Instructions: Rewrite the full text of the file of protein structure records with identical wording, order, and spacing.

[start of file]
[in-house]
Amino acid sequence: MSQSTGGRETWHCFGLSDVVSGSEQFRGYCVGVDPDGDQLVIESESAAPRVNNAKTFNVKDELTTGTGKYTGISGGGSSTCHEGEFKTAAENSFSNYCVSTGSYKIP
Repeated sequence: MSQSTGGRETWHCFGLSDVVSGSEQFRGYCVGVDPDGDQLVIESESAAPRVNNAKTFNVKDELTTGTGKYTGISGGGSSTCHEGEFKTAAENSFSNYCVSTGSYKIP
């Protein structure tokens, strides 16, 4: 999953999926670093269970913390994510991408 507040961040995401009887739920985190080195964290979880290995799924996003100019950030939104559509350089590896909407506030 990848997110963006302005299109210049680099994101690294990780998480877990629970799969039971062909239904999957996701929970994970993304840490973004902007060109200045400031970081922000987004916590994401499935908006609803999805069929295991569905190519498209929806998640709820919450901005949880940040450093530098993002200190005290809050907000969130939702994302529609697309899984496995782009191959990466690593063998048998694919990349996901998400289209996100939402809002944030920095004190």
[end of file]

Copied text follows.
[in-house]
Amino acid sequence: MSQSTGGRETWHCFGLSDVVSGSEQFRGYCVGVDPDGDQLVIESESAAPRVNNAKTFNVKDELTTGTGKYTGISGGGSSTCHEGEFKTAAENSFSNYCVSTGSYKIP
Repeated sequence: MSQSTGGRETWHCFGLSDVVSGSEQFRGYCVGVDPDGDQLVIESESAAPRVNNAKTFNVKDELTTGTGKYTGISGGGSSTCHEGEFKTAAENSFSNYCVSTGSYKIP
């Protein structure tokens, strides 16, 4: 999953999926670093269970913390994510991408 507040961040995401009887739920985190080195964290979880290995799924996003100019950030939104559509350089590896909407506030 990848997110963006302005299109210049680099994101690294990780998480877990629970799969039971062909239904999957996701929970994970993304840490973004902007060109200045400031970081922000987004916590994401499935908006609803999805069929295991569905190519498209929806998640709820919450901005949880940040450093530098993002200190005290809050907000969130939702994302529609697309899984496995782009191959990466690593063998048998694919990349996901998400289209996100939402809002944030920095004190």